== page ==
Carbondale board opts for plastic bag ban at grocery stores

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— Town trustees in Carbondale have followed Aspen’s lead, opting for a ban on plastic shopping bags at local grocery stores, rather than a fee for their continued use.

The Carbondale Board of Trustees voted, 5-1, on Tuesday night to adopt the ordinance, which will take effect in May 2012. The ordinance closely mirrors one passed by Aspen City Council earlier this month.

With the move, Carbondale’s board also hopes to lead the way for other area municipalities, including Basalt and possibly Glenwood Springs, to follow suit.

“We ought to step up to lead on this, not follow,” Carbondale Trustee Frosty Merriott said in making the motion to adopt the ordinance now rather than waiting to make more revisions.

“This is one thing we can do to help change lifestyles,” Merriott said, adding he personally would prefer a total townwide ban on plastic and paper shopping bags.

That and other possible amendments to the ordinance can be taken up later, he said.

For now, the new ordinance applies only to bags provided at grocery stores larger than 3,500 square feet, which would only include the existing Carbondale City Market store.

It prohibits the distribution of plastic shopping bags to customers and imposes a 20-cent fee for each paper bag shoppers opt to use.

The ban does not apply to other types of plastic bags provided by grocery stores, such as produce and bakery bags and meat wrappers.

Trustee John Foulkrod called it a strong message to send to consumers about the dangerous health and environmental impacts from petroleum-based plastics, as well as over-consumerism in general.

“We’re the worst consumers in the world, and we tend to do what we want because we can,” Foulkrod said. “And recycling is just a way for people to consume and feel good about it.

“You’ve got to take a step somewhere to do better, and this is one way to do it.”

All of the trustees agreed that a bag ban is better than the previously proposed customer fee for both plastic and paper bags.

Basalt’s Town Board has adopted a bag fee but is expected to consider a ban as well. Glenwood Springs and Snowmass Village have been waiting to see what action the other Roaring Fork Valley municipalities take.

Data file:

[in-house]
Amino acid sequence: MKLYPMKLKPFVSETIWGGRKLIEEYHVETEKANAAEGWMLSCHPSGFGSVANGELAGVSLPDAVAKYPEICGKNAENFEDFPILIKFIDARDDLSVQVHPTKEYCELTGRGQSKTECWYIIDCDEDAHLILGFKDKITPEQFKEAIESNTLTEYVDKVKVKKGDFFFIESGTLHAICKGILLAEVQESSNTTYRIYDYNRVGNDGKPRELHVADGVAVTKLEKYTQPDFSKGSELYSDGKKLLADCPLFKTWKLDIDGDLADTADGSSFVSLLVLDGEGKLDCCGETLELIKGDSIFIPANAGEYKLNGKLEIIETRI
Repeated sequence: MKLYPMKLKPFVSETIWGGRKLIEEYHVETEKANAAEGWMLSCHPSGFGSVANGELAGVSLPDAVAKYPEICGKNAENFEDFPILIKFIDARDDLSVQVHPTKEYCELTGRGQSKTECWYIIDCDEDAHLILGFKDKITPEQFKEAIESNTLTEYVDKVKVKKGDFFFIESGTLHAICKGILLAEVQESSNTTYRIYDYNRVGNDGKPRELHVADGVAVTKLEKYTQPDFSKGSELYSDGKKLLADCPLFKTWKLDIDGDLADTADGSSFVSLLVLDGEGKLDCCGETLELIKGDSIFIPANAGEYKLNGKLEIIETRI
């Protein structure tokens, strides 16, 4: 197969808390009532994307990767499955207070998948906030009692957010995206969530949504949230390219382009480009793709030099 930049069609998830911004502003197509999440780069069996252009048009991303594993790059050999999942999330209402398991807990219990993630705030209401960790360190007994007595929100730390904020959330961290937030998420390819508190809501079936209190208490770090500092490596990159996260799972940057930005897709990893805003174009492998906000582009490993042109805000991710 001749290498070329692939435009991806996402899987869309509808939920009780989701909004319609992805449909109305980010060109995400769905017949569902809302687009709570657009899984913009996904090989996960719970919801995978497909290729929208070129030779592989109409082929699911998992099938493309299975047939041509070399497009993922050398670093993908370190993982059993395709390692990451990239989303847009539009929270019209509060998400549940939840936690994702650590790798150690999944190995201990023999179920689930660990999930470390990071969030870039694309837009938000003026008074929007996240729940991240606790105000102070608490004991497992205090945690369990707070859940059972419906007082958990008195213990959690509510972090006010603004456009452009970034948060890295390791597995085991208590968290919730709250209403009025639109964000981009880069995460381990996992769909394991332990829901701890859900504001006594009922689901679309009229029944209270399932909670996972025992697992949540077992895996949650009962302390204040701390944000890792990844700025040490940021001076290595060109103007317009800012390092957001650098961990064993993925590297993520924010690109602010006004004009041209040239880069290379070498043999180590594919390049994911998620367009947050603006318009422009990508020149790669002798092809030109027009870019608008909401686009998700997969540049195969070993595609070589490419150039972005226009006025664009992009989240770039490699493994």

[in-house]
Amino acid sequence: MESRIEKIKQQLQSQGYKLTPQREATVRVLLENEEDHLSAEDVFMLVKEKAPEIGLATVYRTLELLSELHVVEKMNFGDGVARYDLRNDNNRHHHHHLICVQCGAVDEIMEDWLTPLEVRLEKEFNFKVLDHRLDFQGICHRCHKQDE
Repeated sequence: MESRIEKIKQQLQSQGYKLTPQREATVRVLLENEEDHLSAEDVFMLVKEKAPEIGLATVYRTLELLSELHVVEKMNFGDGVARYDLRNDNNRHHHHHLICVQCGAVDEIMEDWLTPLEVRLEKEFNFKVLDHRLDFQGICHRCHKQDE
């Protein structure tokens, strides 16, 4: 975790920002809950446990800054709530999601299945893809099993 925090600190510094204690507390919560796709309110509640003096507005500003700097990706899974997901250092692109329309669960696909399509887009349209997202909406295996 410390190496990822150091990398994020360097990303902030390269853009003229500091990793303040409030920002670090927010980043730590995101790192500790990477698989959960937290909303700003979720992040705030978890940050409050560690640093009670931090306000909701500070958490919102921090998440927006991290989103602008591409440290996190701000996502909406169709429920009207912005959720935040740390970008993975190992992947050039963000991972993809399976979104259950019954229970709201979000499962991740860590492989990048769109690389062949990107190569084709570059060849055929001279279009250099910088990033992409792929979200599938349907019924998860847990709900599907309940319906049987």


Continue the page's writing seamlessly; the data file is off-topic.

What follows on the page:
Carbondale Mayor Stacey Bernot voted against the ordinance but not because she disagreed with the ban.

“I don’t feel like this should just be on grocers,” Bernot said in support of a town-wide ban that would include other retail stores that provide carry-out bags for their customers.

Bernot said she also was concerned that the 20-cent fee for paper bags was too high, and that the enforcement provisions of the ordinance were unclear.

Under the ordinance, grocers would keep a portion of the fees to cover administrative costs. The remainder would go into a fund to provide education and outreach on the issue, support recycling efforts and provide reusable cloth carry-out bags.

One amendment to the Carbondale ordinance will allow for grocers to provide biodegradable polymer- or starch-based bags in place of plastic or paper bags.

A handful of citizens weighed in on the proposal before the vote was taken.

Carbondale resident Mary Boucher showed up at the meeting with City Market bags hanging from her arms and neck and carrying a large barrel that read “Recycle Plastic Bags Here.”

“I have four kids and go to the grocery store four times a week, and we use probably 20 bags each time we go to the store,” she said in opposition to the fee proposal.

The ban is even more disconcerting, she said.

“I am heated up about this,” Boucher said. “My kids take their lunch to school in the plastic bags."

“We reuse them, and when they get holes, we bring them back to the store and put them in here,” she said, pointing to the recycling barrel.

Evan Cree of Carbondale supported the ban, however, and said the issue comes down to changing consumer habits.

“A lot of the opposition I hear is habitual opposition,” he said. “This is the right thing to do for the environment in the end.”

The various municipal ordinances came about through the efforts of the Community Office for Resource Efficiency (CORE), which initially proposed a uniform bag fee ordinance aimed at curbing the use of disposable shopping bags.

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